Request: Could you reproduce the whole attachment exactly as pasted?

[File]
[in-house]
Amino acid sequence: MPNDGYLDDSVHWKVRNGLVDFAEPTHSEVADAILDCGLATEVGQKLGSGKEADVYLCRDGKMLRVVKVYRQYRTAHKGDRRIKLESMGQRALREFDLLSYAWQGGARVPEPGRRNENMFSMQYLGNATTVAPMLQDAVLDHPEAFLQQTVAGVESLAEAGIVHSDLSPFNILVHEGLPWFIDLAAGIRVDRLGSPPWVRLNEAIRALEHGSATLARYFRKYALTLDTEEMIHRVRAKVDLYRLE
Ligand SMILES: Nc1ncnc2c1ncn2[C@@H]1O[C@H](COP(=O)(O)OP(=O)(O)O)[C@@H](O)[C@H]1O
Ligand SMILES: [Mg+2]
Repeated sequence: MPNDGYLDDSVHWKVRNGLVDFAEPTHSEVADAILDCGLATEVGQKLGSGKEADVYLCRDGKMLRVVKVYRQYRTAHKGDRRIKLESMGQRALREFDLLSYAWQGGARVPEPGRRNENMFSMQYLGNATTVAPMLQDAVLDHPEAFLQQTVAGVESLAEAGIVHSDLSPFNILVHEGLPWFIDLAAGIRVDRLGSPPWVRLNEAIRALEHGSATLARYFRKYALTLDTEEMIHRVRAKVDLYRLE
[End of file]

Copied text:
[in-house]
Amino acid sequence: MPNDGYLDDSVHWKVRNGLVDFAEPTHSEVADAILDCGLATEVGQKLGSGKEADVYLCRDGKMLRVVKVYRQYRTAHKGDRRIKLESMGQRALREFDLLSYAWQGGARVPEPGRRNENMFSMQYLGNATTVAPMLQDAVLDHPEAFLQQTVAGVESLAEAGIVHSDLSPFNILVHEGLPWFIDLAAGIRVDRLGSPPWVRLNEAIRALEHGSATLARYFRKYALTLDTEEMIHRVRAKVDLYRLE
Ligand SMILES: Nc1ncnc2c1ncn2[C@@H]1O[C@H](COP(=O)(O)OP(=O)(O)O)[C@@H](O)[C@H]1O
Ligand SMILES: [Mg+2]
Repeated sequence: MPNDGYLDDSVHWKVRNGLVDFAEPTHSEVADAILDCGLATEVGQKLGSGKEADVYLCRDGKMLRVVKVYRQYRTAHKGDRRIKLESMGQRALREFDLLSYAWQGGARVPEPGRRNENMFSMQYLGNATTVAPMLQDAVLDHPEAFLQQTVAGVESLAEAGIVHSDLSPFNILVHEGLPWFIDLAAGIRVDRLGSPPWVRLNEAIRALEHGSATLARYFRKYALTLDTEEMIHRVRAKVDLYRLE